North Carolina Budget Chief Pope Quits After Protests

Art Pope, the budget director who became the focus of weekly protests at North Carolina’s capitol, is stepping down, Governor Pat McCrory said in a statement.

Pope, a 58-year-old businessman who formed a series of free-market organizations in the state and helped fund a Republican takeover of the legislature in 2010, became budget director in 2013. He was vilified during the demonstrations known as Moral Mondays for the administration’s decisions to cut taxes and spending on higher education and other programs. He will be returning to running his family’s retail business, Variety Wholesalers Inc.

“Art Pope has been an invaluable public servant for the people of North Carolina,” McCrory said in the statement, crediting Pope with two balanced budgets and the state’s 2013 tax overhaul that lowered income, corporate and estate taxes.

“His knowledge and leadership helped produce historic tax reform while producing two balanced budgets that put North Carolina back on the road to prosperity,” he said.

He will be replaced by Lee Roberts, a Raleigh banker. McCrory appointed Roberts to the North Carolina Banking Commission in 2013.

Controversy Magnet

Pope was a magnet for controversy, largely for his role in helping Republicans take over the legislature and then the governor’s office in what had been the last Democrat-controlled state in the U.S. South.

Before becoming budget director, he poured millions into advancing his political views through advocacy groups. Between 2001 and 2010, Pope, his family and their foundation supplied $35 million to six Pope-created organizations that advanced limited government, free markets and lower taxes, among other issues, according to Democracy North Carolina, a Durham-based group that monitors political fundraising.

He, his family and company also donated $2.8 million in the same decade to Republican state candidates and groups that ran advertising favoring them.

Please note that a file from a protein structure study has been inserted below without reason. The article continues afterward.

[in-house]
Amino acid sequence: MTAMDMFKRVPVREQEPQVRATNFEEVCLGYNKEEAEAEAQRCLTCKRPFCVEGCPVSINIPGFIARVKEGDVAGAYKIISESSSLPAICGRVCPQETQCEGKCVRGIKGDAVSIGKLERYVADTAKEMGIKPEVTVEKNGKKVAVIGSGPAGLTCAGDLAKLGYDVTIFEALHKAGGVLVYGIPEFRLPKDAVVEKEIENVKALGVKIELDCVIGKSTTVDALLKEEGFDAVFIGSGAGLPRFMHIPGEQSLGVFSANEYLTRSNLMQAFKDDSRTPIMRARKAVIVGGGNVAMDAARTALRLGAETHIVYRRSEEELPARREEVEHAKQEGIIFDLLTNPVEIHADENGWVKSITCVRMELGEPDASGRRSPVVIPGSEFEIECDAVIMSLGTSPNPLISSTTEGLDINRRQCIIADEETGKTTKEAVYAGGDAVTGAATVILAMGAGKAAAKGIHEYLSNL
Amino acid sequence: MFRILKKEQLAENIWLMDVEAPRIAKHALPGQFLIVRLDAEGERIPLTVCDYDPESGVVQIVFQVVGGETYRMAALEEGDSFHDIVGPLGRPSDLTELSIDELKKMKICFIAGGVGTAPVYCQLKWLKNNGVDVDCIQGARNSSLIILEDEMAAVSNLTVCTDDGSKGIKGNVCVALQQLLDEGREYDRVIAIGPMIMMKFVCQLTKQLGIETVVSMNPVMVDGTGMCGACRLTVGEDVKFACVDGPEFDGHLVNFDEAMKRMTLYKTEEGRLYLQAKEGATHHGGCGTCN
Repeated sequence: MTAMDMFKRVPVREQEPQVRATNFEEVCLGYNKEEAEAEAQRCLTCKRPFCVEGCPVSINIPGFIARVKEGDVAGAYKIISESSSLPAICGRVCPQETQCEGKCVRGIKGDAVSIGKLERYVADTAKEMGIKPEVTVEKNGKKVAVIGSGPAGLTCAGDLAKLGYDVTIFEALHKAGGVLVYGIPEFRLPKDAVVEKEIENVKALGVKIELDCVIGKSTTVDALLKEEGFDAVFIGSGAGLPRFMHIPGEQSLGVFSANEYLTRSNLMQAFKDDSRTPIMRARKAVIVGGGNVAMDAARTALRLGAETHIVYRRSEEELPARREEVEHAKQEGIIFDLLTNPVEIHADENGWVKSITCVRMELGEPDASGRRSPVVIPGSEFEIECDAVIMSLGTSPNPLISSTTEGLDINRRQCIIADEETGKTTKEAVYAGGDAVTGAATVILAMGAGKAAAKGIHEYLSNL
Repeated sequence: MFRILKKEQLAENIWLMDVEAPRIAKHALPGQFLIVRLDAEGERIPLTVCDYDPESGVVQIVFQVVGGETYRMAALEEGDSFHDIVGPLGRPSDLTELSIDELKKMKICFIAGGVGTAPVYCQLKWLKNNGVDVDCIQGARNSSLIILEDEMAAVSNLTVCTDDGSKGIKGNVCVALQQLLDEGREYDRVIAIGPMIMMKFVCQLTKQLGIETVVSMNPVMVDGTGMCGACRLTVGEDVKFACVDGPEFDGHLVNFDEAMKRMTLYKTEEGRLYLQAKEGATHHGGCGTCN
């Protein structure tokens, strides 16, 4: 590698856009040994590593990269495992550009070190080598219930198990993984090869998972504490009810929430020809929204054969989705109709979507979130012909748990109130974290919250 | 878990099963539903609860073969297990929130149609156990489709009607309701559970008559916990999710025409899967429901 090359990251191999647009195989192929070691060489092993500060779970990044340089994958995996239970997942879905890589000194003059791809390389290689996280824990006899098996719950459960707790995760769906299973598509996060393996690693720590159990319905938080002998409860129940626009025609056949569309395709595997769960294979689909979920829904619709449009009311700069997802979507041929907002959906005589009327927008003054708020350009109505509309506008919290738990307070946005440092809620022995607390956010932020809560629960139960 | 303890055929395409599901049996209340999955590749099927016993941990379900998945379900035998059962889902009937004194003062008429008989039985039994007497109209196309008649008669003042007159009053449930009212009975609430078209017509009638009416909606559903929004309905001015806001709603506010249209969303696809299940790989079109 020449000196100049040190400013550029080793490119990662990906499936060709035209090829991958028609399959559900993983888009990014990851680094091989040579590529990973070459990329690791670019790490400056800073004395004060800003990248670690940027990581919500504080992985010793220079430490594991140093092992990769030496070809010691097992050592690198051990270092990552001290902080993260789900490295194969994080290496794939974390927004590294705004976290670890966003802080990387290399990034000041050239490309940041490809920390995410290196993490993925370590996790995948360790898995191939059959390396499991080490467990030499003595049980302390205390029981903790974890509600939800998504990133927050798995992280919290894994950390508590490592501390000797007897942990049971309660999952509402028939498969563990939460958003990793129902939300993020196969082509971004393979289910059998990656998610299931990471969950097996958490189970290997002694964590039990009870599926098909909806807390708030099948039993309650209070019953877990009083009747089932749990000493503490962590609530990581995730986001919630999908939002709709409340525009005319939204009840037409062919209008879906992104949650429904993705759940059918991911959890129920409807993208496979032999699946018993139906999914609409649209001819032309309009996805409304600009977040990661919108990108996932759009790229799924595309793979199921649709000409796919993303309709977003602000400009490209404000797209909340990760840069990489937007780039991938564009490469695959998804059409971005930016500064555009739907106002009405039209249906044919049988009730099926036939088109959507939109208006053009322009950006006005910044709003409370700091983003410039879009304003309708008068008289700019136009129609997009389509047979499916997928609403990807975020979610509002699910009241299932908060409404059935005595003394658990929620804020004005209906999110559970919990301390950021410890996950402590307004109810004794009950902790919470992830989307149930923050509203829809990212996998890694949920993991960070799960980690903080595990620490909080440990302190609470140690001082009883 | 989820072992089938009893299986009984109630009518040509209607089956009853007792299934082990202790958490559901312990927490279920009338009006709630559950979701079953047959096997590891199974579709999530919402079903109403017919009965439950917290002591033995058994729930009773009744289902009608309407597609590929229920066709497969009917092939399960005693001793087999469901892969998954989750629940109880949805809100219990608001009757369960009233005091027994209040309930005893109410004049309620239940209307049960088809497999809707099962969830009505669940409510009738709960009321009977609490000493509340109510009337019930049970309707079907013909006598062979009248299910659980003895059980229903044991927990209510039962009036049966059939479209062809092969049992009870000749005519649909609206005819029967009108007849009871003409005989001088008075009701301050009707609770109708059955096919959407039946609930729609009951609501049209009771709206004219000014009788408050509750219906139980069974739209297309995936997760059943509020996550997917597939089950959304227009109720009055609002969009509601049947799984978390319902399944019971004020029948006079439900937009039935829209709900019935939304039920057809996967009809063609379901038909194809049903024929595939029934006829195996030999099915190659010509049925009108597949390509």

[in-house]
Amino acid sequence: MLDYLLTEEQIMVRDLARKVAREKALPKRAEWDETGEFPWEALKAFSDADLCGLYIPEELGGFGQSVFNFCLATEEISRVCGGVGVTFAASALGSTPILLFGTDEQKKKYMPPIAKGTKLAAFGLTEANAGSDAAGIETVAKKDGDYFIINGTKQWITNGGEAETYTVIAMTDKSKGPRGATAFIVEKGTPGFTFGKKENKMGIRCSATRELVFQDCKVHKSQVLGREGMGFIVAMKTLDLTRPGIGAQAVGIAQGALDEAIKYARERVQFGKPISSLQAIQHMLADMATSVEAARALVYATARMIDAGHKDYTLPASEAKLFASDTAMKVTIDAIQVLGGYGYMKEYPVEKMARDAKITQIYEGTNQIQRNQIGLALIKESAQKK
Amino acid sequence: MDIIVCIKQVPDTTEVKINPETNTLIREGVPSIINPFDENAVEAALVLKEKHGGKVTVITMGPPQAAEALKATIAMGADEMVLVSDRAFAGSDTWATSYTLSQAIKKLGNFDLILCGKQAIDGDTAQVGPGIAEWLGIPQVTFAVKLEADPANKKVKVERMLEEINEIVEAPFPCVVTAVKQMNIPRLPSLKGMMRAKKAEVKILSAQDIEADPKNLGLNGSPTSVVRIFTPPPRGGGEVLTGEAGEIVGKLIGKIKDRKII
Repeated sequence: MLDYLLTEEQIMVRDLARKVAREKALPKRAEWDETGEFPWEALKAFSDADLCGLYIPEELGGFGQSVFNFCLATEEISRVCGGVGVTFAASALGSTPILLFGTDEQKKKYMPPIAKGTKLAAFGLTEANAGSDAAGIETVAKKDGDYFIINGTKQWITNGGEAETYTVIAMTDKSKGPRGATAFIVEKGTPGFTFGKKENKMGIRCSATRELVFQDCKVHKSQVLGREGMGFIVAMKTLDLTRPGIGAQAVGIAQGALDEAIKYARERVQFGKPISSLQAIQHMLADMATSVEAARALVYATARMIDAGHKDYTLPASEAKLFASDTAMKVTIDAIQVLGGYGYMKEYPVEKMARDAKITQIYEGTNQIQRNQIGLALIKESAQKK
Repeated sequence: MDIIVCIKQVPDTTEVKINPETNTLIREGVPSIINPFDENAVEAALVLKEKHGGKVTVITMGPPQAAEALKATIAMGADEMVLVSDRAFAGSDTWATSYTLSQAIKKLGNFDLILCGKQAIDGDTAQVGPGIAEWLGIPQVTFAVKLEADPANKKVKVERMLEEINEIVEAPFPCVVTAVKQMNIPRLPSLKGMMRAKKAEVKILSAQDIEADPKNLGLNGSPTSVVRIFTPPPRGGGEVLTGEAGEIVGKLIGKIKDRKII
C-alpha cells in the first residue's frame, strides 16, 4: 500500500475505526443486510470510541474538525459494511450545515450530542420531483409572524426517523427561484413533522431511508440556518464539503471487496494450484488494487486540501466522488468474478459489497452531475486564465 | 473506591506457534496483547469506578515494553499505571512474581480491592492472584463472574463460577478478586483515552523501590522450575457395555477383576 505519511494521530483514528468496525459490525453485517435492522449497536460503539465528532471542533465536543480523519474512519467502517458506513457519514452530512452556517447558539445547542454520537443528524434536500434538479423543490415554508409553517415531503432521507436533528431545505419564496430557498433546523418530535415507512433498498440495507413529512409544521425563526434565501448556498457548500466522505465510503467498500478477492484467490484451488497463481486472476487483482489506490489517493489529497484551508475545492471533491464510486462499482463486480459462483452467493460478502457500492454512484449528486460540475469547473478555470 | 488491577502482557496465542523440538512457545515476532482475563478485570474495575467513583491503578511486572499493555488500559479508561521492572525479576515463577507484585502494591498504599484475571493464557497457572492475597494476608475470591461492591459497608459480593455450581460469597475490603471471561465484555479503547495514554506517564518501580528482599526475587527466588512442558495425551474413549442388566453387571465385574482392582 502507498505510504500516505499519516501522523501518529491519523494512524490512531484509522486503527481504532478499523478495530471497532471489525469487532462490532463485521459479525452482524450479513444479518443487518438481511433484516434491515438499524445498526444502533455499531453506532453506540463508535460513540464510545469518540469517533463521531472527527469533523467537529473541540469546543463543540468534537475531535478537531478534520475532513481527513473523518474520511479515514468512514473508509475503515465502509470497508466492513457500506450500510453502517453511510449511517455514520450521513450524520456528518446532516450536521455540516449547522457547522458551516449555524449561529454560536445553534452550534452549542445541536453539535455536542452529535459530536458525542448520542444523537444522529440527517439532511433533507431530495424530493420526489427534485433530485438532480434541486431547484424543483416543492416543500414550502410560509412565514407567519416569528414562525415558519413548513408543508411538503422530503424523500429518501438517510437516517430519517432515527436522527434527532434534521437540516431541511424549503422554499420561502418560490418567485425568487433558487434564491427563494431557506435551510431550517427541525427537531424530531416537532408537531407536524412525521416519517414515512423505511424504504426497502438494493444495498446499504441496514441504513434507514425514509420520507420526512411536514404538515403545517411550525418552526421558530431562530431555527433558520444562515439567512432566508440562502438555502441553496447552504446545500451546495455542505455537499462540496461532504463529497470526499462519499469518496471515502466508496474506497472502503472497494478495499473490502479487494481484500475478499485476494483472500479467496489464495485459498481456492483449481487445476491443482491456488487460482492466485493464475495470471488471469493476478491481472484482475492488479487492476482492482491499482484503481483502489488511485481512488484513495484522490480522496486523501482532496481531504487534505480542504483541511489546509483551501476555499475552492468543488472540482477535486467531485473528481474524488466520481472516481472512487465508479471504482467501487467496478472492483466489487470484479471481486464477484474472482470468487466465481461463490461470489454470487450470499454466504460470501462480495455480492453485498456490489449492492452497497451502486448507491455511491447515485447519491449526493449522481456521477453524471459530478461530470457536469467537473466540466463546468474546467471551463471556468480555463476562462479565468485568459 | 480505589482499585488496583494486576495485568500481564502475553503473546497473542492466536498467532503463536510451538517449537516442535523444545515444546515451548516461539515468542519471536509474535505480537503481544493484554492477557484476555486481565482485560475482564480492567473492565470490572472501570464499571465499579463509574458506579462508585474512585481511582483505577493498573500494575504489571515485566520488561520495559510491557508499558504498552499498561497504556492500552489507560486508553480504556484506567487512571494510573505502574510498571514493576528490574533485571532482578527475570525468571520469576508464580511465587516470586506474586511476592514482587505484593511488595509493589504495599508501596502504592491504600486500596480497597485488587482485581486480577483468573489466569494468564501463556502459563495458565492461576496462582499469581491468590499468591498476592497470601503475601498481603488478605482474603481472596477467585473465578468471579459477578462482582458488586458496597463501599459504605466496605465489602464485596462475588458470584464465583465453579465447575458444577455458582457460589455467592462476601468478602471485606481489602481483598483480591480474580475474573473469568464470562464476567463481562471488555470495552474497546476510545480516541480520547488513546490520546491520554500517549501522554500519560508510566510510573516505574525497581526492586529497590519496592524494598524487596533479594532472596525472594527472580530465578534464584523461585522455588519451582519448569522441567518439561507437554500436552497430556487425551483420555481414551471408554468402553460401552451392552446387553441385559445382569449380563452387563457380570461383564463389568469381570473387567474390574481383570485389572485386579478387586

More than $550,000 of the advertising money came in 2010, when Republicans took control of both houses of the state legislature. Pope also backed McCrory, who in 2013 became the first Republican governor in more than 100 years to also have a legislature led by his party.

His appointment as budget director dashed hopes that McCrory, the former mayor of Charlotte, would govern as a moderate Republican.

‘Moral Monday’

The “Moral Monday” protests began last year as demonstrators marched on the statehouse grounds over Republican policies. The legislature and McCrory cut unemployment benefits, rejected expanding the Medicaid health insurance program under the Affordable Care Act, lowered taxes and education spending, passed new restrictions on abortion, and changed voting laws to reduce early voting and same-day registration and require voters to show identification at the polls.

Hundreds were arrested during the demonstrations, where protesters sometimes carried posters depicting Pope with horns on his head.

The protests were less about Pope’s job as budget director than his role in creating the Republican majority through his campaign giving and support of new legislative districts that favored his party, said Chris Fitzsimon, director of NC Policy Watch and a Pope critic.

Pope’s Role

“It was because he funded the campaigns and drew the legislative districts that made all of it possible,” he said. “We also had two years of very damaging budgets in North Carolina. He helped build that.”

Ryan Tronovich, a spokesman for McCrory, said Pope’s resignation is not a surprise and that he had always said he would not serve for McCrory’s entire term. After weeks of fighting, the state legislature approved the state’s budget on Saturday.

Fitzsimon said he’ll be watching what Pope does next.

“I’m sure it’s not a coincidence that he is leaving in time to raise money for the 2014 elections,” he said.

To contact the reporter on this story: Margaret Newkirk in Atlanta at mnewkirk@bloomberg.net

To contact the editors responsible for this story: Stephen Merelman at smerelman@bloomberg.net William Selway, Bob Brennan

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